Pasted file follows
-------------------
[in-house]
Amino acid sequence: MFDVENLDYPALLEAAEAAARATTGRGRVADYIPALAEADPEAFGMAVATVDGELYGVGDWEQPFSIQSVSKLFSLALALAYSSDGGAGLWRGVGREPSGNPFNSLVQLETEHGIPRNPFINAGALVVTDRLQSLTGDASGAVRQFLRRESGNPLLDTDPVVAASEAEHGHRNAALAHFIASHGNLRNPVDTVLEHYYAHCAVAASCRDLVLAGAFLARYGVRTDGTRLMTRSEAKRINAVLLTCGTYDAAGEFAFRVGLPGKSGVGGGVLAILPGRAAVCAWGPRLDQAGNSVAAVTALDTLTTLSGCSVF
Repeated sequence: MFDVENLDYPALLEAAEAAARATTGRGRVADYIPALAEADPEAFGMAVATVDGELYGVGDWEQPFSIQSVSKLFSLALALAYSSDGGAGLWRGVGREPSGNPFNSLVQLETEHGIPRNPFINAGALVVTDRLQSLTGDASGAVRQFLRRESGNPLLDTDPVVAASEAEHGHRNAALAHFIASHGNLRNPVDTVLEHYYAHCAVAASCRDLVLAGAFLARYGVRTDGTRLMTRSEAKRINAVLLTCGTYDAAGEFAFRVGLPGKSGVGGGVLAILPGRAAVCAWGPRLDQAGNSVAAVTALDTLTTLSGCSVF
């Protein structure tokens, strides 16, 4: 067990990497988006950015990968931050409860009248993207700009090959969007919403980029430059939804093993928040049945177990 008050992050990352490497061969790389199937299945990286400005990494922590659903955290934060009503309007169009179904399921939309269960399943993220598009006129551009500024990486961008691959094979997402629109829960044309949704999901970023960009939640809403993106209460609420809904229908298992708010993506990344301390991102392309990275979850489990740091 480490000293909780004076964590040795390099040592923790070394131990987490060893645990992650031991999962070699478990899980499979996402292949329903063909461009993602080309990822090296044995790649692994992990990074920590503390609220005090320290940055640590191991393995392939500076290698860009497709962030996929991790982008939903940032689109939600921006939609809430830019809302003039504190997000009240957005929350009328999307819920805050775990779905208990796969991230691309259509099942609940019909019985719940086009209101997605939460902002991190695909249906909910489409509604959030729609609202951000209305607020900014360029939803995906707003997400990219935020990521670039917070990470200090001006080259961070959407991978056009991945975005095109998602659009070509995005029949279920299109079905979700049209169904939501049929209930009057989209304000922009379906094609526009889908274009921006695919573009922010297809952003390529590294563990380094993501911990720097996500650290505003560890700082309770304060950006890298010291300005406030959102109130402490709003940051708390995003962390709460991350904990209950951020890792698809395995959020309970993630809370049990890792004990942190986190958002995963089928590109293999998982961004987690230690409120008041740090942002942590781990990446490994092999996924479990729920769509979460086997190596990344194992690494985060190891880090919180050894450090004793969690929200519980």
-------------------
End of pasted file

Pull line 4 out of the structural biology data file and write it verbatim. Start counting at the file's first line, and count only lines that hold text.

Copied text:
């Protein structure tokens, strides 16, 4: 067990990497988006950015990968931050409860009248993207700009090959969007919403980029430059939804093993928040049945177990 008050992050990352490497061969790389199937299945990286400005990494922590659903955290934060009503309007169009179904399921939309269960399943993220598009006129551009500024990486961008691959094979997402629109829960044309949704999901970023960009939640809403993106209460609420809904229908298992708010993506990344301390991102392309990275979850489990740091 480490000293909780004076964590040795390099040592923790070394131990987490060893645990992650031991999962070699478990899980499979996402292949329903063909461009993602080309990822090296044995790649692994992990990074920590503390609220005090320290940055640590191991393995392939500076290698860009497709962030996929991790982008939903940032689109939600921006939609809430830019809302003039504190997000009240957005929350009328999307819920805050775990779905208990796969991230691309259509099942609940019909019985719940086009209101997605939460902002991190695909249906909910489409509604959030729609609202951000209305607020900014360029939803995906707003997400990219935020990521670039917070990470200090001006080259961070959407991978056009991945975005095109998602659009070509995005029949279920299109079905979700049209169904939501049929209930009057989209304000922009379906094609526009889908274009921006695919573009922010297809952003390529590294563990380094993501911990720097996500650290505003560890700082309770304060950006890298010291300005406030959102109130402490709003940051708390995003962390709460991350904990209950951020890792698809395995959020309970993630809370049990890792004990942190986190958002995963089928590109293999998982961004987690230690409120008041740090942002942590781990990446490994092999996924479990729920769509979460086997190596990344194992690494985060190891880090919180050894450090004793969690929200519980």